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New research on mobile fingerprint biometric scanning, synthetic data presented at eu-LISA summit

New research on mobile fingerprint biometric scanning, synthetic data presented at eu-LISA summit

Among a series of presentations on technologies that are or could be used on Europe’s border at an eu-LISA Industry Roundtable held last week in France, two biometrics research projects, one involving hardware and another involving software, stood out.

Javier Galbally of eu-LISA chaired the session of industry presentations on ‘Biometric Solutions and Business Processes for Passenger Processing at Land/Sea BCPs,’ which began with a pair of presenters from the French Forensic Police and Isorg sharing their work on mobile biometrics capturing.

French police want mobile fingerprinting capacity in part to collect the biometric data of victims of crime, in order to differentiate it from other data, such as latent fingerprints found at a crime scene. Identification of cadavers, identity and right of residence verification and enrolment in information systems for minor offences also motivated the project.

Isorg Biometric Security and Identity Program Manager Jennifer Aflalo explained Isorg’s organic photodiode sensors, and the implementation of the sensor, and image quality considerations. Used in a scanner that provides a dedicated light source, Isorg’s technology meets the criteria for high-security fingerprint quality, Aflalo says.

Initial prototype design was followed by a larger-area version, and feedback collected from the French forensic authorities, and then a smartphone-sized system designed for final assessment and comparison to other market alternatives.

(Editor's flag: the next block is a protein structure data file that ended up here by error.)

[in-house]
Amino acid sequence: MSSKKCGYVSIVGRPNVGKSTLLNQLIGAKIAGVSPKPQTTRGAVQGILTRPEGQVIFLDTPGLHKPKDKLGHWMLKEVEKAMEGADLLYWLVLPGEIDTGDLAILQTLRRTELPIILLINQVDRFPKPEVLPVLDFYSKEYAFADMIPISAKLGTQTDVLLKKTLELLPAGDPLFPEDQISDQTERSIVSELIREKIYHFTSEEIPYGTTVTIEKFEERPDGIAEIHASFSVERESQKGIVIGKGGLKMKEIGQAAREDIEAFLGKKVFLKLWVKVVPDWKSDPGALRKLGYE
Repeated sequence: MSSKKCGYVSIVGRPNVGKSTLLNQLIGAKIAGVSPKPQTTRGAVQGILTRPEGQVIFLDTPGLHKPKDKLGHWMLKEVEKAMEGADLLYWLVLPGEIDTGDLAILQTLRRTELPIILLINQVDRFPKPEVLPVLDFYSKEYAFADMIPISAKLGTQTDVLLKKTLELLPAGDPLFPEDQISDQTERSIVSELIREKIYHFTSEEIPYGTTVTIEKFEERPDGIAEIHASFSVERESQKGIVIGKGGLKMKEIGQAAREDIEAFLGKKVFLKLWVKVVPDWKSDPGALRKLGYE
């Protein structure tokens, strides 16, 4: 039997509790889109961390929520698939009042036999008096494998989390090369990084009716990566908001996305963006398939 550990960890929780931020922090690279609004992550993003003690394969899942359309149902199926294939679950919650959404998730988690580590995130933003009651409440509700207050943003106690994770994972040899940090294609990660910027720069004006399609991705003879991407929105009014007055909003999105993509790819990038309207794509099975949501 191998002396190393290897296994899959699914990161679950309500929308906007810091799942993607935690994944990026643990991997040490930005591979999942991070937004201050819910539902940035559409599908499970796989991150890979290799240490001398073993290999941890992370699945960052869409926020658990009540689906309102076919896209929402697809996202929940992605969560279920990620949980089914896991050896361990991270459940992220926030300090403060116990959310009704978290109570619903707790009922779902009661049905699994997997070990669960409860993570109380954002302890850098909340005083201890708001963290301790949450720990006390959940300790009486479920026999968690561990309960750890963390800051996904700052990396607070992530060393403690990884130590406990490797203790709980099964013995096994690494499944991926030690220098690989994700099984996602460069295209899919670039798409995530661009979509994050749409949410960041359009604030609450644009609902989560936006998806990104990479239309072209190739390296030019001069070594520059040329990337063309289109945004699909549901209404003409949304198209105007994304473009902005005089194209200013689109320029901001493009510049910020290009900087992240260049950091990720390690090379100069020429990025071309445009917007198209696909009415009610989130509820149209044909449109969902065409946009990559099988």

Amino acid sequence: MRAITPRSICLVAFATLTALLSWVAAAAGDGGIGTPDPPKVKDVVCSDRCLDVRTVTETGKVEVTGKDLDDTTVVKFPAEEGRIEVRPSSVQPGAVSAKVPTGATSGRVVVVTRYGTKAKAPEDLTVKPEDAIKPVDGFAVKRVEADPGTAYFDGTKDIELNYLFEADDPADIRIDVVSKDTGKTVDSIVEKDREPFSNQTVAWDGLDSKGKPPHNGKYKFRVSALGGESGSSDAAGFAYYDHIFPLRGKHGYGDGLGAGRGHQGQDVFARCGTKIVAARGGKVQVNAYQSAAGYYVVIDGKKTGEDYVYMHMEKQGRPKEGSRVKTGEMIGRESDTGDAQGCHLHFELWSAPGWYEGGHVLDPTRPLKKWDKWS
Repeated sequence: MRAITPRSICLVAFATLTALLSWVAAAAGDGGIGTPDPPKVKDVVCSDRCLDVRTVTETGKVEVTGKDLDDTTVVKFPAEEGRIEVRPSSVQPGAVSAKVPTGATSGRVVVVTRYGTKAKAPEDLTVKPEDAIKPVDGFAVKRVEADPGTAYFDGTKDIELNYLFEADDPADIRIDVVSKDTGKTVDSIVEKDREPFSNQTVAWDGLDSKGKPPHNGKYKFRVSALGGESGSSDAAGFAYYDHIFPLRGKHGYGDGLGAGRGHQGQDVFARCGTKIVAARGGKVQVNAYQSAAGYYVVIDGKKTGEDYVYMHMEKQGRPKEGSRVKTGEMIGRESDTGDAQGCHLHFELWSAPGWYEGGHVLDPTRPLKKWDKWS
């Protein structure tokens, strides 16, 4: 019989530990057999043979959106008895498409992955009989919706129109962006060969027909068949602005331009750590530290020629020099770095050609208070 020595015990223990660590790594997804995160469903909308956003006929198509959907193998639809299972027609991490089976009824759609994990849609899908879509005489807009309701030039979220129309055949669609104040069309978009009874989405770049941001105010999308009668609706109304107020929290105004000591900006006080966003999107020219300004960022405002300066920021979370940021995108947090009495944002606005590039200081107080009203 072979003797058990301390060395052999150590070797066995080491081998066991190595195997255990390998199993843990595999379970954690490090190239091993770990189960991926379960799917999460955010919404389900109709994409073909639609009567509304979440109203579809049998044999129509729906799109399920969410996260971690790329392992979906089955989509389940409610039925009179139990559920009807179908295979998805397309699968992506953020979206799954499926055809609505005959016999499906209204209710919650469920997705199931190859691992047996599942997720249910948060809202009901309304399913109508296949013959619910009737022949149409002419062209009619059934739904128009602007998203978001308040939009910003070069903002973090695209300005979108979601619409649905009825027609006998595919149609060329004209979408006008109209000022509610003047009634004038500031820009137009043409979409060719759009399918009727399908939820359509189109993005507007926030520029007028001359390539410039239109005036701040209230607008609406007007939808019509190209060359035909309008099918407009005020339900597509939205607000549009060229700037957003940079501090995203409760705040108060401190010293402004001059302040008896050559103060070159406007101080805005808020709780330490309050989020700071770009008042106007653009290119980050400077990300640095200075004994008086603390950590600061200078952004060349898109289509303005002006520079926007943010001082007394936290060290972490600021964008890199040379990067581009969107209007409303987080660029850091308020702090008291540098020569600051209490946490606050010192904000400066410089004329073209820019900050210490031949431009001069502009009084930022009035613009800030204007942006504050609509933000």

Good quality images were provided with minimal processing, marking a success for Isorg, according to the presentation, with similar results to other FBI-certified biometric technologies.

As an optical device, the scanner can also capture ID documents and even latent prints, Aflalo says. The tests showed that latent prints could be collected on the device, and then prints from live subjects, without the quality of images from the latter being affected for up to 100 repetitions.

One of the major advantages of the test from Isorg’s perspective was the work to put in place the image processing necessary to meet the requirements of the police.

Synthetic data

Marcel Grimmer, a researcher with NTNU, presented a project conducted with eu-LISA to evaluate and improve the synthetic biometric datasets used by the regional agency.

The biometric synthetic datasets were composed to provide the necessary volume of training data without running afoul of data access and privacy challenges.

The test aimed to determine if the synthetic faces have similar characteristics to genuine samples, evaluate their quality and compare the scores obtained with open-source facial recognition systems. To do so, the researchers evaluated synthetic non-mated face images, edited facial attributes to generate synthetic mated samples, and compared the mated faces to real data.

Generative adversarial networks (GANs) were used for modifications like changing apparent facial age.

Grimmer reviewed the rapid progress in the capabilities of these GANs, setting up the finding that the synthetic subsets each have similar biometric quality to the real reference data.

The mated comparison exhibited a much lower degree of similarity than the non-mated comparisons, particularly with relative extremes in age.

Grimmer concludes that face age modification algorithms appear to be effective for generating training data, in terms of biometric quality. Further experiments on robustness to larger age differences are recommended.

Some challenges must be solved before the synthetic data is fit for purpose as a sole tool for assessing operational systems, despite the encouraging results, Grimmer says.

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